- The Washington Times - Friday, July 19, 2002

Our friend Ken Lamb, who runs the Tackle Box in Lexington Park (St. Mary's County), says it seems like the whole state of Maryland and much of Northern Virginia is going after fish. Small wonder. Large numbers of Norfolk spot have invaded the lower Patuxent and Potomac rivers, as well as Virginia's Rappahannock, not to mention the little bays and Chesapeake Bay dropoffs near shore where the tasty fish can be caught.
Now add striped bass by the numbers, from the Patuxent's Cedar Point up to the Gas Docks (during weekends it looks like a boater's version of rush hour on New York Avenue) and up the Bay toward the Route 50 bridges, as well as large schools of snapper bluefish that can appear anywhere, any time.
In the upper tidal waters of the Potomac, largemouth bass and occasional stripers head the list of available fish species. One of the full-time guides on the river says flipped or pitched Berkley Power Hawgs, as well as slowly retrieved spinnerbaits in the spatterdock fields of the feeder creeks, will draw strikes from bass.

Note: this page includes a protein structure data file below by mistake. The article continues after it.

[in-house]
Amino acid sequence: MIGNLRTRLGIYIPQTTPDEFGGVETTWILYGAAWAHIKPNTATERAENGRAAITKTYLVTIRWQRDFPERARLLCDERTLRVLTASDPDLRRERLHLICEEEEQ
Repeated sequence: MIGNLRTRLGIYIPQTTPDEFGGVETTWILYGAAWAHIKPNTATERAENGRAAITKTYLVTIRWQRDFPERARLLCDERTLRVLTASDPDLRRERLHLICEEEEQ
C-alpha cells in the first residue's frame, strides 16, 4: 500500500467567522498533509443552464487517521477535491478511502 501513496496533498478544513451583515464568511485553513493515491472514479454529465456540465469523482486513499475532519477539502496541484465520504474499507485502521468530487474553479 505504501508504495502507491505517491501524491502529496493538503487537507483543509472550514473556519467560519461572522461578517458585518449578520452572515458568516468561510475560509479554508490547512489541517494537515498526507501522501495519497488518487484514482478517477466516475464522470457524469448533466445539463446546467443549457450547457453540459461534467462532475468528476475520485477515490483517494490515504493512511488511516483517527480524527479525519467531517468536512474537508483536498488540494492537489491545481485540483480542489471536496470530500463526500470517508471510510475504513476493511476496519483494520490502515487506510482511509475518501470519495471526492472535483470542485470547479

A word of warning, though: Some people around the Route 301 Bridge in Charles County say the supply of croakers changes from day to day and there's a chance that newcomers might have a tough time locating willing fish. Several reports have reached us from upper Patuxent River bass fishermen who say they have hooked legal-size stripers while fishing for largemouths around the Jug Bay area. The rockfish presence might be explained by the fairly high salinity in the river water.
Along the Atlantic shore, flounder fishermen find action in the back bays from Ocean City, Md., to Oyster, Va., but most of them are throwbacks. Not many keepers are hooked. The blue-water boats that run for hours to reach the offshore canyons, or such areas east of Maryland as the Hot Dog, Lumpy Bottom and a place known as the Parking Lot, connect on bluefin and yellowfin tuna. Much the same catches are occurring in Virginia waters around the Fingers and the Cigar.
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